21st Century Computer Architecture
Mark D. Hill, University of Wisconsin
Date and Time
Monday, September 16th, 2013 at 10:15.
Polacksbacken, room 1145
This talk--suitable for a wide CS audience--has two parts. The first part will discuss possible directions for computer architecture research, including architecture as infrastructure, energy first, impact of new technologies, and
cross-layer opportunities. This part is based on a 2012 Computing Community Consortium (CCC) whitepaper effort led by Hill.
The second part of the talk is an example of the cross-layer research advocated in the first part. Analysis shows that many “big-memory” server workloads, such as databases, in-memory caches, and graph analytics, pay a high cost for page-based virtual memory: up to 50% of execution time wasted.
Via small changes to the operating system (Linux) and hardware (x86-64 MMU), this work reduces execution time these workloads waste to less than 0.5%. The key idea is to map part of a process’s linear virtual address space with a new incarnation of segmentation, while providing compatibility by mapping the rest of the virtual address space with paging (See ISCA 2013 paper).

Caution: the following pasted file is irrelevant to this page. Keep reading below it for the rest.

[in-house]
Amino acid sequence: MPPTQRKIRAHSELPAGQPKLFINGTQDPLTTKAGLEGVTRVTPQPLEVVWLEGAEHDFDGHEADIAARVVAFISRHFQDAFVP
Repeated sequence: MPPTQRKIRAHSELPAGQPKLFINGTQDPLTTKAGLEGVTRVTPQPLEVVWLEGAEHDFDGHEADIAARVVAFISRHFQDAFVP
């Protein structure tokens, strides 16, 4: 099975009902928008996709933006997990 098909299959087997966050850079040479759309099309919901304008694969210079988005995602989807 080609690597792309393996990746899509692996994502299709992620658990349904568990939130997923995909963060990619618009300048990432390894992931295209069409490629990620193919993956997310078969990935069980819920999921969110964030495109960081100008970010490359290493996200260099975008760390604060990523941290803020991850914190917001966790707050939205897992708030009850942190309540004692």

About the speaker
Biography: Mark D. Hill (http://www.cs.wisc.edu/~markhill) is the Gene M.
Amdahl Professor of Computer Sciences and Electrical & Computer Engineering
at the University of Wisconsin--Madison, where he also co-leads the
Wisconsin Multifacet (http://www.cs.wisc.edu/multifacet/)
project. His research interests include parallel computer system design,
memory system design, computer simulation, deterministic replay and
transactional memory. He earned a PhD from University of California,
Berkeley. He is an ACM Fellow, a Fellow of the IEEE, co-inventor on 30+
patents, and ACM SIGARCH Distinguished Service Award recipient.